Yeh great well written story, and in answer to your question "Do all deer just stare at you in the light " the answer is No. I have done many thousands of hours spotlighting in my work as a Pest Officer and have spotlighted deer a lot over the years ,not these days though. We found that some do just watch , others are gone as soon as the light hits them. Moon lite nights aren't generally as good as dark nights as their eyes are more adjusted to the moon light. Another thing to remember is if you spook them you are best to leave them be for several days then go back at the same time and quite often they will be back. In your situation on private land the deer should be quite so chance are you will get another look at him. Good luck , look forward to your next story and a picture or two of a good set of antlers.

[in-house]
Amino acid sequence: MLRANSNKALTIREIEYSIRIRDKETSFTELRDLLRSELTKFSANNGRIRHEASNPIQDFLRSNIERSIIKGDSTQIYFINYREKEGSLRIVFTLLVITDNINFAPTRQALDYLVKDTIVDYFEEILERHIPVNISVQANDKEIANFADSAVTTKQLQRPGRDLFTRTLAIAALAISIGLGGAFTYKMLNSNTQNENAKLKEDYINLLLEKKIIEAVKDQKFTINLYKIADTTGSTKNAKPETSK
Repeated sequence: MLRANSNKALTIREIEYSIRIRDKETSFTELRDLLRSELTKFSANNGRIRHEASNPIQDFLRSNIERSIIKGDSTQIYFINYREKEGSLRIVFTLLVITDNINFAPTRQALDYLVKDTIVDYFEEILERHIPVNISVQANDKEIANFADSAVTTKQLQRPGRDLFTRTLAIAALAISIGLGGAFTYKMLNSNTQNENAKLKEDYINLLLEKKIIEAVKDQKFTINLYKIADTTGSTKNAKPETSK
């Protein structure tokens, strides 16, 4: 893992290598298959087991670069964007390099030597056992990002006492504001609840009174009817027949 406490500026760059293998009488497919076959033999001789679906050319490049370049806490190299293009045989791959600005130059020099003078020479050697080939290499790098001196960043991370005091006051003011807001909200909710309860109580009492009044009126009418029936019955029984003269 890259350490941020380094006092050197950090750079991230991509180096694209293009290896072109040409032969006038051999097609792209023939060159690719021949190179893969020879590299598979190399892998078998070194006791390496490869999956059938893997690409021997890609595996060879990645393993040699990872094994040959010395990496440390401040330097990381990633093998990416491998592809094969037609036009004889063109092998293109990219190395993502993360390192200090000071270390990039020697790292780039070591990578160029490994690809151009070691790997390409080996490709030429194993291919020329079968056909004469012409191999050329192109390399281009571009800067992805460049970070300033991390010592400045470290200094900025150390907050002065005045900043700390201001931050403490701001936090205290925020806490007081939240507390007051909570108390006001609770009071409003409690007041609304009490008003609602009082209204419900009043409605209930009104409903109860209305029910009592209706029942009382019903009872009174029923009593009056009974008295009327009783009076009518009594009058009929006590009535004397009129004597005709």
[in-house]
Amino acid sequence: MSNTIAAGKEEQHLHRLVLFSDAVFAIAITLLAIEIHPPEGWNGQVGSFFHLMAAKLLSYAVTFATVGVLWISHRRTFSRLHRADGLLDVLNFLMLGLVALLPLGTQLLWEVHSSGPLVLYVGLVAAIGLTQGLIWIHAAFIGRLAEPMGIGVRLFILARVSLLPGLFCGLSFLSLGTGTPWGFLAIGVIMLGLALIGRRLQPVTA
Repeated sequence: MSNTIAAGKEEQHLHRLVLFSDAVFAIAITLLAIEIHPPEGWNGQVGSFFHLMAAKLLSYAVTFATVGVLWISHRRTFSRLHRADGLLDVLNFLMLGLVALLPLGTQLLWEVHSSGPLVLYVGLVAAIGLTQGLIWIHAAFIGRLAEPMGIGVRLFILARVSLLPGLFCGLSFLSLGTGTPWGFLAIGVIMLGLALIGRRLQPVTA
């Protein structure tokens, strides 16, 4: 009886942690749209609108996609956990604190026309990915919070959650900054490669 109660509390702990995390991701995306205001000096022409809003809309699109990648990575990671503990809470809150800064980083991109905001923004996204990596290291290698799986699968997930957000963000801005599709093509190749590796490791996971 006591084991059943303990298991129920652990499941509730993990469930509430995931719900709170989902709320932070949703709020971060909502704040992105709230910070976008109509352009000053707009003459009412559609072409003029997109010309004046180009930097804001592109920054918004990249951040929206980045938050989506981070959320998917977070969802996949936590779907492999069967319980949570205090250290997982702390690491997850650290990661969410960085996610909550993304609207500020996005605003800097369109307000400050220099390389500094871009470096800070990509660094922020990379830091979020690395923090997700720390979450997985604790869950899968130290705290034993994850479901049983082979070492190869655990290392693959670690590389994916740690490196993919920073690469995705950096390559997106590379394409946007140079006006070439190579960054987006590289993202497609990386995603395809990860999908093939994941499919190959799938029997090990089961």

Thanks for that @Mooseman. Yes, I have been up there on two nights when it has been bright moonlight and there has been nothing. I have moved my hide to the lower paddock and now won’t be able to get back there until after Easter as cattle are being moved there tomorrow night. That should give the deer a bit of a rest and to get their confidence back. We will let you know.

    Cheers
    Phil

  11. #11
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    Quote Originally Posted by RUMPY View Post
    Great story Phil. Next time though, are you going to watch the lower paddock or sit in your hide up the fenceline?

    Ahh, yes @RUMPY, have already moved the hide to the lower paddock.

    Name:  CDB6DBDC-07EF-4234-85B9-19040A7FF5A6.jpeg
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    The new view from within the hide. Previously i was situated in the extreme top left hand corner of the field under the trees. I think you can just make out the spot in the photo.

    Cheers
    Phil
    RUMPY likes this.